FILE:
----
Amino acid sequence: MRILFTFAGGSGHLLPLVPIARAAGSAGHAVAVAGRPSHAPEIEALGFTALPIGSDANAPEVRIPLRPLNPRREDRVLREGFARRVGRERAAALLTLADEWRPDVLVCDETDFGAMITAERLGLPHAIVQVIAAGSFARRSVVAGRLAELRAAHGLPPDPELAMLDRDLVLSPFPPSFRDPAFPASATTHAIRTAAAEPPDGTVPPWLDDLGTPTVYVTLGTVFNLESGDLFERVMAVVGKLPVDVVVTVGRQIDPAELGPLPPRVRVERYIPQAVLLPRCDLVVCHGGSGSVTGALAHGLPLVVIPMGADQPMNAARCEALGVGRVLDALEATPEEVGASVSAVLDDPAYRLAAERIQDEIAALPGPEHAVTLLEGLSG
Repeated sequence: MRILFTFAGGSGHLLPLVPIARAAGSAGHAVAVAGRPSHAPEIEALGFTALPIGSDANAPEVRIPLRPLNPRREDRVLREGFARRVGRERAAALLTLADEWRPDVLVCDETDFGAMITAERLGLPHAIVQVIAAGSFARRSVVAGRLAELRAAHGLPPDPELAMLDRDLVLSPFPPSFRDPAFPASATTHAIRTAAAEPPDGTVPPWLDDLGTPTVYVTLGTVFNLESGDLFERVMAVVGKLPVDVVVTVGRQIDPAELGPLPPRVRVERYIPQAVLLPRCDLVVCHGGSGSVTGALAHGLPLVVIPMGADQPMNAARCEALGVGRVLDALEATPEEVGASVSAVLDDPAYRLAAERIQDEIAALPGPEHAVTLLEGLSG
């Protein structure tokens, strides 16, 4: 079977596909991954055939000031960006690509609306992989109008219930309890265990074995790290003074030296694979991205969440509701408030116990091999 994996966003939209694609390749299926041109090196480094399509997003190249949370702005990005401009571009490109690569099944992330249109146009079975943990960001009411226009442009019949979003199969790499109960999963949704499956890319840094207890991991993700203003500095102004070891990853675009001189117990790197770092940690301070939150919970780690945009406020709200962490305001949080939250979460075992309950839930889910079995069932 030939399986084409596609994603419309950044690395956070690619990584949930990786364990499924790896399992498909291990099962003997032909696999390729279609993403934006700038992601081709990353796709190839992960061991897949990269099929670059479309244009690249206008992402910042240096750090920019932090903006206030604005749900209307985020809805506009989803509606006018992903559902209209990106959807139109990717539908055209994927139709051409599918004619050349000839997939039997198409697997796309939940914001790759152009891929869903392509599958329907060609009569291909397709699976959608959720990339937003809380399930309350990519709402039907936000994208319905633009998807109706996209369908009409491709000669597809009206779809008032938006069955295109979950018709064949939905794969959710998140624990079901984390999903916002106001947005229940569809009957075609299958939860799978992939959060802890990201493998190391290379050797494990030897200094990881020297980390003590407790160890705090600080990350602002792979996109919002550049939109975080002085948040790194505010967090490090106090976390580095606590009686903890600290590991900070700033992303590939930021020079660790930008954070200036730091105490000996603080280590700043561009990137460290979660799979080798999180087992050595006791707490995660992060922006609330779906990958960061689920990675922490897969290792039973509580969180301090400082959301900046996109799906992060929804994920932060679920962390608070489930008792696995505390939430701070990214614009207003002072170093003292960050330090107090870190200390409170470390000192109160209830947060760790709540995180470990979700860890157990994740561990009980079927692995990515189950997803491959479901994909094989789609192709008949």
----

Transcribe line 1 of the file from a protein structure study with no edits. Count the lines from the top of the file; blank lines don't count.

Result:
Amino acid sequence: MRILFTFAGGSGHLLPLVPIARAAGSAGHAVAVAGRPSHAPEIEALGFTALPIGSDANAPEVRIPLRPLNPRREDRVLREGFARRVGRERAAALLTLADEWRPDVLVCDETDFGAMITAERLGLPHAIVQVIAAGSFARRSVVAGRLAELRAAHGLPPDPELAMLDRDLVLSPFPPSFRDPAFPASATTHAIRTAAAEPPDGTVPPWLDDLGTPTVYVTLGTVFNLESGDLFERVMAVVGKLPVDVVVTVGRQIDPAELGPLPPRVRVERYIPQAVLLPRCDLVVCHGGSGSVTGALAHGLPLVVIPMGADQPMNAARCEALGVGRVLDALEATPEEVGASVSAVLDDPAYRLAAERIQDEIAALPGPEHAVTLLEGLSG